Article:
Interest rates on 30-year mortgages rose to their highest level since December amid concern that long-term rates are poised to increase, according to a report issued Thursday by mortgage finance company Freddie Mac (FRE).

Rates on 30-year mortgages rose to an average of 5.79 percent in the week ending March 3 from 5.69 percent a week earlier. It was the highest level for 30-year mortgage rates since 5.81 percent in the week ended Dec. 30.

Rates of 15-year mortgages also rose in the latest week, to an average of 5.33 percent from 5.22 percent, the highest since 5.40 percent in the first week of August 2004.

One-year adjustable-rate mortgages (search) (ARM) averaged 4.14 percent, down slightly from 4.16 percent last week.

A year ago, 30-year mortgage rates averaged 5.59 percent, 15-year mortgages 4.88 percent, and the ARM 3.47 percent.

"Concern that long-term interest rates are too low and comments from Fed officials this week helped push mortgage rates higher this week," Frank Nothaft, Freddie Mac vice president and chief economist, said in a statement.

"We've been expecting this for some time, so the rise in rates for the third consecutive week doesn't really come as a surprise to the market," Nothaft said.

U.S. construction spending (search) climbed 0.7 percent in January as both private and public construction hit record levels, the Commerce Department said on Tuesday.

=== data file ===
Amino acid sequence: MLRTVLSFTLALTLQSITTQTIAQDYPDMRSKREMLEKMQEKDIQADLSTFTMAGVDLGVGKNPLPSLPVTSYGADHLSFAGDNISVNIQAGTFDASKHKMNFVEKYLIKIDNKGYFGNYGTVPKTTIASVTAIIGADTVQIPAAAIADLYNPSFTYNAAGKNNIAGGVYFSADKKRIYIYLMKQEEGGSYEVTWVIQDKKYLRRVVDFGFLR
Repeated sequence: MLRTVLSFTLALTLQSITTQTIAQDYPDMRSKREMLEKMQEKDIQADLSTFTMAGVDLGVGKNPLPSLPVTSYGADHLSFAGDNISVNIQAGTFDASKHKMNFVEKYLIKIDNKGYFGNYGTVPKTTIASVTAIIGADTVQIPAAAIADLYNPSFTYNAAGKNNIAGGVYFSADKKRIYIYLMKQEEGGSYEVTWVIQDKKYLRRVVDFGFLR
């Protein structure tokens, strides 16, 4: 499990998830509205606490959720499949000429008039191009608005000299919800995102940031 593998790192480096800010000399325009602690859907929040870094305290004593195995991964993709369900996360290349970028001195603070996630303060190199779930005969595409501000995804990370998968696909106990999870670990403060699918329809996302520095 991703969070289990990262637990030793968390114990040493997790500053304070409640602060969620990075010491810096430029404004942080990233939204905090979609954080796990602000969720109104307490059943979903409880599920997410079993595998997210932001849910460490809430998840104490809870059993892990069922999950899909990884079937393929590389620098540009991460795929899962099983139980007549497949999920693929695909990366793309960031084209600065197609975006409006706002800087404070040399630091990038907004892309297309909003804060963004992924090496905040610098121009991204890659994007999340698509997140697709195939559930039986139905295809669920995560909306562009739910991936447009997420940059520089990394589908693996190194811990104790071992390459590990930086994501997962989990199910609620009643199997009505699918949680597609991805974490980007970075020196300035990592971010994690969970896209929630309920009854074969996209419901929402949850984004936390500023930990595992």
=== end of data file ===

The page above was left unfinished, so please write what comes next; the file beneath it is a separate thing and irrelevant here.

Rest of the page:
Construction put in place in January increased to a record $1.047 trillion annual rate, compared with an upwardly revised $1.040 trillion rate in December.

But the department also reported this week that sales of new U.S. homes dropped 9.2 percent in January.

Sales of new one-family homes hit a 1.106 million unit annual rate in January, the slowest pace since July 2004 and off from December's upwardly revised 1.218 million unit rate, Commerce reported.

The housing market has supported recent economic growth despite short-term interest rate increases by the Federal Reserve. U.S. 30-year mortgage rates have not risen above 6 percent since late last July.

During the recession, it was the housing market that remained robust as low mortgage rates pushed home owners to refinance and prospective buyers to take out large loans to make their first purchases.

Freddie Mac said lenders charged an average of 0.7 percent in fees and points on 30-year mortgages and 0.8 percent on the one-year ARM in the latest week, both unchanged from last week. Lenders charged an average of 0.6 percent on 15-year mortgages, down from 0.7 percent.

Freddie Mac said the hybrid "5/1" ARM, set at a fixed rate for five years, then adjustable each year thereafter, averaged 5.17 percent in the latest week, up from 5.05 percent last week.

Freddie Mac is a mortgage finance company chartered by Congress that buys mortgages from lenders and packages them into securities for investors or holds them in its own portfolio.